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The Cappies is a writing and awards program that trains high school theatre and journalism students to be expert writers, critical thinkers, and leaders. Student critics vie to be published in local media outlets by attending productions at other schools and writing critical reviews.

THROUGH THE CAPPIES

Theatre and journalism students are trained as critics and attend each others shows. Cappies students discuss and learn about theatre production. Throughout the year, newspapers publish the reviews with the students' bylines. At the end of the year, Cappies student critics decide who among their peer performers and technicians should be recognized for awards at the end of the season with glamour and excitement.

HOW IT ALL WORKS

Each participating school selects a show to be attended, and also forms a team of 3 to 9 student critics and 2 adult volunteers in the fall. Shows may have between 20 and 90 critics in attendance. Critic teams and mentors gather in a private discussion room to perform pre, mid, and post show discussions. The technical and performance aspects of the show are discussed with provided documentation from the host school.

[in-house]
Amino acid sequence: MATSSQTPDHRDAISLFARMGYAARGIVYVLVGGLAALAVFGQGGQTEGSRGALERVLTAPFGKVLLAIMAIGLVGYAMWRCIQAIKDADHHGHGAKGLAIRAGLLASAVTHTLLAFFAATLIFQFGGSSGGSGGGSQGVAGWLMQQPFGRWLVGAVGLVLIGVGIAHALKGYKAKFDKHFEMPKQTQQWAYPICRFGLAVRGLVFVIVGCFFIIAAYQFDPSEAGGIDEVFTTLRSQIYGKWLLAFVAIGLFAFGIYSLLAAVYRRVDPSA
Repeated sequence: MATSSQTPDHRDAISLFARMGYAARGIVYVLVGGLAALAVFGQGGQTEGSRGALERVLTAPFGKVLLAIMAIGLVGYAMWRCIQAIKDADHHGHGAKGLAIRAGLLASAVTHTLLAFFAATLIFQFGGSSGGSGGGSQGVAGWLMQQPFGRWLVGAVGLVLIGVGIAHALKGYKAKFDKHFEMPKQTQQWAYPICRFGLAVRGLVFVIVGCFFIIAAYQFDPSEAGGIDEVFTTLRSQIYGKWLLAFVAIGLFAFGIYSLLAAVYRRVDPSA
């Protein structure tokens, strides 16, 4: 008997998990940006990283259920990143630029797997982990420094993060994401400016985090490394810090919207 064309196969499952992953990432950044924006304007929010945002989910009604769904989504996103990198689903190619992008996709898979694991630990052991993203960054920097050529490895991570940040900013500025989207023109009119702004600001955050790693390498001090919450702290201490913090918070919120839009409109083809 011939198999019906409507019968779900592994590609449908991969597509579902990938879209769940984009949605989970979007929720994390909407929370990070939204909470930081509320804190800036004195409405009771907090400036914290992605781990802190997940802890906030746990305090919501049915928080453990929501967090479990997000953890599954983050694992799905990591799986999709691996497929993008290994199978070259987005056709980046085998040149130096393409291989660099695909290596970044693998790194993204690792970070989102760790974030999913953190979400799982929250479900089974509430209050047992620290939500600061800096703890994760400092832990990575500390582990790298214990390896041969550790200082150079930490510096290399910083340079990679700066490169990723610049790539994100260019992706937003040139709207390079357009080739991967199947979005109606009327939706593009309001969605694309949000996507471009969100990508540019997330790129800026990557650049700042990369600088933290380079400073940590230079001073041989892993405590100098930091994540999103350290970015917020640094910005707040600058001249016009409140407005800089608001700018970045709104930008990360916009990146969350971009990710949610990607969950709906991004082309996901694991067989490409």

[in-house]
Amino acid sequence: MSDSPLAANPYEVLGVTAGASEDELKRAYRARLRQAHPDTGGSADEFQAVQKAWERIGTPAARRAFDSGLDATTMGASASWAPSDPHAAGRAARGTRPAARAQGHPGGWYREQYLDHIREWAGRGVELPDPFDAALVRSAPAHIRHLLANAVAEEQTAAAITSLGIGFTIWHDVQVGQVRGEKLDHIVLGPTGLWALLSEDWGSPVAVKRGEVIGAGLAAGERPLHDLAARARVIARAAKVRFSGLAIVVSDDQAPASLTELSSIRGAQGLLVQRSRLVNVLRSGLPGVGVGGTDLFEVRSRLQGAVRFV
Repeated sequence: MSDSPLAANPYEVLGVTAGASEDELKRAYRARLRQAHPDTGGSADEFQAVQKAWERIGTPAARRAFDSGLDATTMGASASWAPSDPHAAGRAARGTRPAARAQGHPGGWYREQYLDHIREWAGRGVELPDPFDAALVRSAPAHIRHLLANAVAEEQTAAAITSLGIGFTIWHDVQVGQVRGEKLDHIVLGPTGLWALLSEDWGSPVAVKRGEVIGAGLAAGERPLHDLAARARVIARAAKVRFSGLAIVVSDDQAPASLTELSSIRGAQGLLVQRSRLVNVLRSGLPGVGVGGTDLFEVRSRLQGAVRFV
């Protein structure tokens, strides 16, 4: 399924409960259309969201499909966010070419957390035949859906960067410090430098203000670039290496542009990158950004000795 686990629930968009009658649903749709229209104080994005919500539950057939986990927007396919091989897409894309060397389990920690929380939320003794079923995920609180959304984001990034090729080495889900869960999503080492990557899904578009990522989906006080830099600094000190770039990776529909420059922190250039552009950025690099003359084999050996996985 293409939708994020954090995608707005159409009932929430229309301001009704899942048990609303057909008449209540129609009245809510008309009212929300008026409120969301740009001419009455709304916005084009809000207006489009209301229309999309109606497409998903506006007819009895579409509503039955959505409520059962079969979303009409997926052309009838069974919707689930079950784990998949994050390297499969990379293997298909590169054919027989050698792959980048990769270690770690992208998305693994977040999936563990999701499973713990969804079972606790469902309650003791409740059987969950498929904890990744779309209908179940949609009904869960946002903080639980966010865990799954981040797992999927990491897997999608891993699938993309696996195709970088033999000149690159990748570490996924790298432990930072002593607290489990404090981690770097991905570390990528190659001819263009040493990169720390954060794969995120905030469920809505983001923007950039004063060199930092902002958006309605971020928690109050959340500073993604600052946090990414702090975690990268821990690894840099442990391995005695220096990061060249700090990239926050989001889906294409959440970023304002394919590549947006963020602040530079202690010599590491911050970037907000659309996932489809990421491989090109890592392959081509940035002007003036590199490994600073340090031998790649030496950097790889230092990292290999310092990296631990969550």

After each show, with adult oversight, the mentors and program director select the best written reviews to be sent to local press outlets. All the reviews are also sent back to the performing school.

At the end of the season, a Tonys-like celebration occurs, where all nominated shows perform a cutting or the critics' choice song, and the final Cappies awards are presented with a trophy by regional critics and peers.

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26Feb

The Sound of Music, St. Andrew’s Episcopal School, Potomac, Maryland, February 23, 2019

Jack Child

Falls Church High School

 

There are few musicals in history more recognizable than Rodgers and Hammerstein's 1959 hit show The Sound of Music. At St. Andrew's Episcopal School, the tense political atmosphere of 1930's Austria in the midst of the Anschluss and the endearing love story of a warm, caring governess and a cold, discipline-obsessed naval captain came together to create a unique production of this dearly beloved tale. The Sound of Music, Rodgers and Hammerstein's last project together before Oscar Hammerstein's death in 1960, opened on Broadway at the Lunt-Fontanne Theatre. It won five Tony Awards, including Best Musical and Best Performance by a Leading Actress in a Musical, and inspired a 1998 Broadway revival at the Martin Beck Theatre and a hit 1965 film starring Julie Andrews, which won five Oscars. Since then, The Sound of Music has become one of the most iconic musicals of all time, with songs such as "Do-Re-Mi," "My Favorite Things," and "Edelweiss" gaining incredible popularity worldwide.